A girl meets a guy. One is a cancer patient and the other cancer survivor. Two totally different people get along well and become buddies. They spend time together, watch movies, hang out, read each other’s favourite novel and gradually start falling in love.
Some really lovely moments and then the cancer rebounds in the boy and he dies. The stars definitely didn’t shine on them.
Hazel Grace has got Thyroid cancer and is forced to move everywhere with her oxygen tank. Augustus Waters is a survivor of osteosarcoma which resulted in an amputated leg.
They both meet at a cancer support group and there’s a spark and they become friends.Hazel gives a book “An Imperial Affliction” to Augustus to read. They both are vexed at the abrupt ending of the book and want to know what happens next. Enter Genies, the wish granting company. Augustus uses his wish to fly both of them to Amsterdam to meet the author of the book, Peter Van Houten who turns out to be a drunk and jerk and refuses to answer any of their questions. Subsequently, Augustus’s health deteriorates due to cancer recurrence. Hazel stays with him all the time during his last days. After Augustus dies, Hazel finds out through Lidewij, Peter Houten’s assistant that he had been writing her an eulogy. That he was happy for the choices that he had made. Was she??
Augustus uses his wish from Genies (a wish granting company) to arrange for a visit to Amsterdam for both himself and Hazel. To use a once in a lifetime opportunity for someone else is really special.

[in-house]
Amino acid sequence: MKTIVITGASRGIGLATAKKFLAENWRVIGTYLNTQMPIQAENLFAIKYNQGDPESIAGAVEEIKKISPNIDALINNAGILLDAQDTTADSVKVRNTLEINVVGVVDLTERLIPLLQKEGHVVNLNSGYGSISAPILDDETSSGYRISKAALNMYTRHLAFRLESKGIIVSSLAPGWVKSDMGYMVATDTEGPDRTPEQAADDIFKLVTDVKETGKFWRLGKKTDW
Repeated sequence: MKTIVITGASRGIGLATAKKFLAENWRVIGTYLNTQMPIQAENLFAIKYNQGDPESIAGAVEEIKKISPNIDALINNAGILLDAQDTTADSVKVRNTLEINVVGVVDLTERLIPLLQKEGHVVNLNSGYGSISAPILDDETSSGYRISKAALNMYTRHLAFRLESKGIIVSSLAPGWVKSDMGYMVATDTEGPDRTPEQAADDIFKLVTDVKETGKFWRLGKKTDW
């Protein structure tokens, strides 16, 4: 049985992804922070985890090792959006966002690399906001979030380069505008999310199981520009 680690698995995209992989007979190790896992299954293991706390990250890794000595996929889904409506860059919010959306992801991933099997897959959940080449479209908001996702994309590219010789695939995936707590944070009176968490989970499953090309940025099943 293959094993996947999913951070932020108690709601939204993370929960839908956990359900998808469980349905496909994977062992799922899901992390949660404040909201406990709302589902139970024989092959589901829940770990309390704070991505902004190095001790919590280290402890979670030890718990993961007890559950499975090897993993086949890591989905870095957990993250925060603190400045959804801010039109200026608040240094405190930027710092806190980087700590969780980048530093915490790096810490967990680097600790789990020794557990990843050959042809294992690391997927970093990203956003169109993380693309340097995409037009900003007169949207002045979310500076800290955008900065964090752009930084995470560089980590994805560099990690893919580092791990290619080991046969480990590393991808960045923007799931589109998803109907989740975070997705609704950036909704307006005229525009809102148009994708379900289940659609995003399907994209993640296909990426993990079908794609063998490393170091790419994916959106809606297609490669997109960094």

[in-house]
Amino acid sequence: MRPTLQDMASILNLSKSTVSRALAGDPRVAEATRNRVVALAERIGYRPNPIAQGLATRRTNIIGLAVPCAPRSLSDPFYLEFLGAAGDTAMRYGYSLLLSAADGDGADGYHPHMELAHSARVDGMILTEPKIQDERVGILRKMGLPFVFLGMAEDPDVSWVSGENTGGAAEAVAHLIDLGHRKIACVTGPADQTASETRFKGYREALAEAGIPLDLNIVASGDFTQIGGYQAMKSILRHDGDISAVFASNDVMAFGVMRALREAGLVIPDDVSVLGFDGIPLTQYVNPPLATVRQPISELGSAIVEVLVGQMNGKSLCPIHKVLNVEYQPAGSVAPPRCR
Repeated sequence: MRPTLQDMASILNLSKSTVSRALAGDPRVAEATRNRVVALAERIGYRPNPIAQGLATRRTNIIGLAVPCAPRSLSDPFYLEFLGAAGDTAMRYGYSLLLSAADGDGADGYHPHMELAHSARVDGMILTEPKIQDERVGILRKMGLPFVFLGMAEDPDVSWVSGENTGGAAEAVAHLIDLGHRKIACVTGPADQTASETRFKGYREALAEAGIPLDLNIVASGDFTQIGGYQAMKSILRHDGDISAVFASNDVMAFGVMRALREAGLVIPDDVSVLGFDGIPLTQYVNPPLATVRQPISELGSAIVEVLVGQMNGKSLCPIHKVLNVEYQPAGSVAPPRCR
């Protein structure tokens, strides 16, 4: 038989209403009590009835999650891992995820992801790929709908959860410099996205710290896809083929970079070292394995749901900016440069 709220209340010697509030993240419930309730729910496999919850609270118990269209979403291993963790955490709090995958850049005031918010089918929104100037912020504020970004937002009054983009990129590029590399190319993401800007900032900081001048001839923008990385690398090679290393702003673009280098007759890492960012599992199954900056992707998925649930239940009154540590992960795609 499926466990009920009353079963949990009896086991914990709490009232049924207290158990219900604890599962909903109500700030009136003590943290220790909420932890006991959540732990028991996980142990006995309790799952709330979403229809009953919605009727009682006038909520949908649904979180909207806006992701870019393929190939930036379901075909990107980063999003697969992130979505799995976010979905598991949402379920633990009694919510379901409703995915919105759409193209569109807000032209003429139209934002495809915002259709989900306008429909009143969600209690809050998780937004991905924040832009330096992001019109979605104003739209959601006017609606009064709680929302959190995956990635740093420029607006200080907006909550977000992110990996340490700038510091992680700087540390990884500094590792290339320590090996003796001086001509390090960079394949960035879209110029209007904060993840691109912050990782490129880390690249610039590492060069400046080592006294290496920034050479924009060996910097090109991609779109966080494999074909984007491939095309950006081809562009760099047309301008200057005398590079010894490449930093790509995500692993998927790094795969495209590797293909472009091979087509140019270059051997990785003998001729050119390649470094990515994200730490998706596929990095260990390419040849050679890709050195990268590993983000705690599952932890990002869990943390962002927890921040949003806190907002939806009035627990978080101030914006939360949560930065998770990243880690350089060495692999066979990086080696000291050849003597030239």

During the last days of Augustus, Hazel is constantly by his side. His father tells Hazel that he thanks God everyday for her. A father’s praise is always rare and priceless.
The inspiring words written everywhere in Augustus’s home by his parents to uplift his spirits are really touching. It shows how cancer affects not just one person and how the whole family stays with you and fights with you.
I didn’t like
Hazel and Augustus are shown to be teenagers but their talks are such as to send any philosopher to shame. None of them is a great reader as depicted in the book but somehow manage to say things that are hard to comprehend and don’t appear to be coming from teenagers who have read very few books and spent half their life fighting cancer.
I’ve read the biography of Lance Armstrong. The depiction of physical and mental condition of a cancer patient and the chemo were so intense that they gave me goosebumps. The Fault In Our Stars definitely lacks that.
The irritating banter of “always…always…” by Issac and his girlfriend Monica and the fact that she left him as soon as she knew about his upcoming surgery and blindness.
A book praised and loved by millions and showing the relation of two cancer patients and their approach to life. A sweet love story with many philosophical monologues. It’s up to you to decide how you feel about it.
Sometimes you get to choose your battles and sometimes they choose you. – Gabe Grunewald